The artwork pips have definitely been on a journey and if they stand out better without taking over too much, then I'm happy :)

Overall, I agree with Don, you have a winner  :bosswalk:

I love this deck more and more...there is just one thing I would like to throw out there for consideration.  As you have decided to go the use a different color scheme for each suit, in line with no revoke decks, would you consider following traditional no revoke deck colouring scheme?  In other words, switch the clubs and diamonds so that the clubs are green and diamonds are yellow (or golden)?  Either way, I am definitely on board to support this deck...and not just one! 8)


Thank you Cardfool :) I'll keep your suggestion in mind and might have a play with the colours. Rather than the traditional no revoke (or four colour) decks, I chose the colour scheme loosely based on the tarot - where Diaomonds/Pentacles have more green being connected to the Earth element - and Clubs/Rods have more yellow, being connected to the Fire element... That said, if tweaking the colour scheme would make more sense to playing card aficionados - I'm open to giving it a go :)

Have to say I really appreciate all your feedback and comments!
Annette :)
 

Re: From Whimsical Teapots to Playing Cards - The Beginning
« Reply #47 on: September 20, 2016, 03:11:12 AM »
 

Don Boyer

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It's definitely a unique and striking look - you could be onto a winner with this one!  Surrounding the pips looks a little strange at first, but there's no denying that it does make them stand out better.

Thanks so much Don :) I think I need to find a name for this baby soon or I'll be in trouble ...
The artwork pips have definitely been on a journey and if they stand out better without taking over too much, then I'm happy :)

Overall, I agree with Don, you have a winner  :bosswalk:

I love this deck more and more...there is just one thing I would like to throw out there for consideration.  As you have decided to go the use a different color scheme for each suit, in line with no revoke decks, would you consider following traditional no revoke deck colouring scheme?  In other words, switch the clubs and diamonds so that the clubs are green and diamonds are yellow (or golden)?  Either way, I am definitely on board to support this deck...and not just one! 8)


Thank you Cardfool :) I'll keep your suggestion in mind and might have a play with the colours. Rather than the traditional no revoke (or four colour) decks, I chose the colour scheme loosely based on the tarot - where Diaomonds/Pentacles have more green being connected to the Earth element - and Clubs/Rods have more yellow, being connected to the Fire element... That said, if tweaking the colour scheme would make more sense to playing card aficionados - I'm open to giving it a go :)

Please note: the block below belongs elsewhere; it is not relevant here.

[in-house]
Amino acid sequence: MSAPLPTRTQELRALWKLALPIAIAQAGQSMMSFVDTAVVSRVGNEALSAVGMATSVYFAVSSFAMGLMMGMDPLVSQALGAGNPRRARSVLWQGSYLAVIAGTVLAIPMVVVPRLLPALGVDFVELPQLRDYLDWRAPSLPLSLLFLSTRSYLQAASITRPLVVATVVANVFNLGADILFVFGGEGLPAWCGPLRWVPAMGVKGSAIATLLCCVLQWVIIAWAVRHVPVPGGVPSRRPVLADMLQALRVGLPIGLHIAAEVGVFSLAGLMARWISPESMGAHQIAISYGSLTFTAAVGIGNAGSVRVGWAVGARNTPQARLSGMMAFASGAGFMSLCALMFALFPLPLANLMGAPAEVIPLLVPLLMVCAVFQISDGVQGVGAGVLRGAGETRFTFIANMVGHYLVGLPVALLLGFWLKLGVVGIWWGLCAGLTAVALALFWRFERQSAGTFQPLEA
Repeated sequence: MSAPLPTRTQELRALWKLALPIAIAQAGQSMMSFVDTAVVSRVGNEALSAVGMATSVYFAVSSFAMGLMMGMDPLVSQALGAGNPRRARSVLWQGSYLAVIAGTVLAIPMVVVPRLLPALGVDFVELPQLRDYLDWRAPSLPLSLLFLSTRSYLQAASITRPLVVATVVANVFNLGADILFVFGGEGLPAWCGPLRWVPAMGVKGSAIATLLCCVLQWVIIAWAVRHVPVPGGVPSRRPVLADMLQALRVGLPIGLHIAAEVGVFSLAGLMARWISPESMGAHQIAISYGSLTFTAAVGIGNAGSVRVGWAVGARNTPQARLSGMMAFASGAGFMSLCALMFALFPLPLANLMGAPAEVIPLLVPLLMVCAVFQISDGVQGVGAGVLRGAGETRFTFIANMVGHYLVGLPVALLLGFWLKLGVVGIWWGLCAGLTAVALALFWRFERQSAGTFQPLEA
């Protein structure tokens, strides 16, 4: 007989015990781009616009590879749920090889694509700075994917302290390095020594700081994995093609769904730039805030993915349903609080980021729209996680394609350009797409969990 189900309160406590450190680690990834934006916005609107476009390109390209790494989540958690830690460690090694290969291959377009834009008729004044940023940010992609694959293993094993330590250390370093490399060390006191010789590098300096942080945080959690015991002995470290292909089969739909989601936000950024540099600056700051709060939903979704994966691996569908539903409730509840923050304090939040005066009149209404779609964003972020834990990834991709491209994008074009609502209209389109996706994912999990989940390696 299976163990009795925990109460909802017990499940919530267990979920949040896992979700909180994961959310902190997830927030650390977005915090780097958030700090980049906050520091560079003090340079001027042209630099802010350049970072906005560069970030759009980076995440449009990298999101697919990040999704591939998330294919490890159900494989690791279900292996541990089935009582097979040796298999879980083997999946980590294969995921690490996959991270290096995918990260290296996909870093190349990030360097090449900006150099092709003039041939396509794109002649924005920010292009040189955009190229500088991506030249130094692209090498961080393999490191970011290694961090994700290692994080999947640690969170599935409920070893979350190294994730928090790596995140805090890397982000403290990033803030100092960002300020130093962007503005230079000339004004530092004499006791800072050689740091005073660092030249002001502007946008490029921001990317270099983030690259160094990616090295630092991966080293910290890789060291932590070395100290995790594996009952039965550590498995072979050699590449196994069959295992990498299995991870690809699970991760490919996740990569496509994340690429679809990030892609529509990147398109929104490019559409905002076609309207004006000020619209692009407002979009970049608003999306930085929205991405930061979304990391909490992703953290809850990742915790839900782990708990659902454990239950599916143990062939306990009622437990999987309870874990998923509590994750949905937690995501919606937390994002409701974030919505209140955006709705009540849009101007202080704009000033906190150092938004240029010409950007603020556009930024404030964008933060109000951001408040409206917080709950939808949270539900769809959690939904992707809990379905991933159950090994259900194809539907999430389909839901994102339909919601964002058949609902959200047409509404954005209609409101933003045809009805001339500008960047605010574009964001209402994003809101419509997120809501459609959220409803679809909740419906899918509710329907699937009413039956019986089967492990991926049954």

Have to say I really appreciate all your feedback and comments!
Annette :)

As far as a name, I think you're already there - Whimsy!

As far as fiddling the color scheme - don't sweat that too hard.  There are numerous different color patterns used to create no-revoke style decks and no official standard of any kind for what pips should be what colors.  Not to mention that you're only planning to use four different color schemes on the court cards, not the spot cards, so it's not a true no-revoke deck at all.  (Unless there's something I missed somewhere in the discussions about your deck?)

If you really wanted to make a deck that's both two-color AND at least in part a no-revoke deck, look at some of the work done by Brett Jones, a fellow Aussie, when he created his Whiteknuckle Cards (2010) and Jones Playing Cards (2016) decks.  The pips in his cards are over the top - every card has a unique pip design, done with the use of Celtic knot-style artwork drawn inside of them that varies from card to card.  While the pips still have their overall traditional colors of red and black, he added subtle additional colors like purple, blue, green, etc., using a different color pattern for each pip shape, thus making a deck that's both two-color and no-revoke after a fashion.  While you don't have to follow his cue (he drew every single pip, index, face, etc. all by hand!), there are ways you can add some detail to the traditional pip shapes and colors to make the red pips more distinct from each other as well as as the black pips.
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Re: From Whimsical Teapots to Playing Cards - The Beginning
« Reply #48 on: September 20, 2016, 12:53:47 PM »
 

NineLives

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Thanks Don :)

and ... for the name suggestion too :) I have a few that have been jumping around in my head for a while - and somewhere it's about finding the one that sticks...

At the moment, my favourite name is 'Harlequin' - I don't know if it's possible though given that a deck with that name came out in the early 1900s... I even thought about running a poll here - but my jumbled ideas may be more confusing than helpful  ???

There will be colour and detail in both aces and pips (or spot cards) - I'm drawing aces at the moment (nothing scanned as yet..) - update to follow soon :)
Indices will be traditional black and red and while I'm not aiming for a 'no revoke' deck, I want to be sure that there won't be any confusion for players.

Brett Jones work is lovely and the detail, while subtle, is really something :)




 

Re: From Whimsical Teapots to Playing Cards - The Beginning
« Reply #49 on: September 21, 2016, 07:01:43 PM »
 

Helshawk

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this is turning out great.  It started as wonderful and has moved into full-blown magnificence. I like the suggestion put forth by Don calling this deck "Whimsy."  But, I'd love to hear what other ideas you might have besides Harlequin.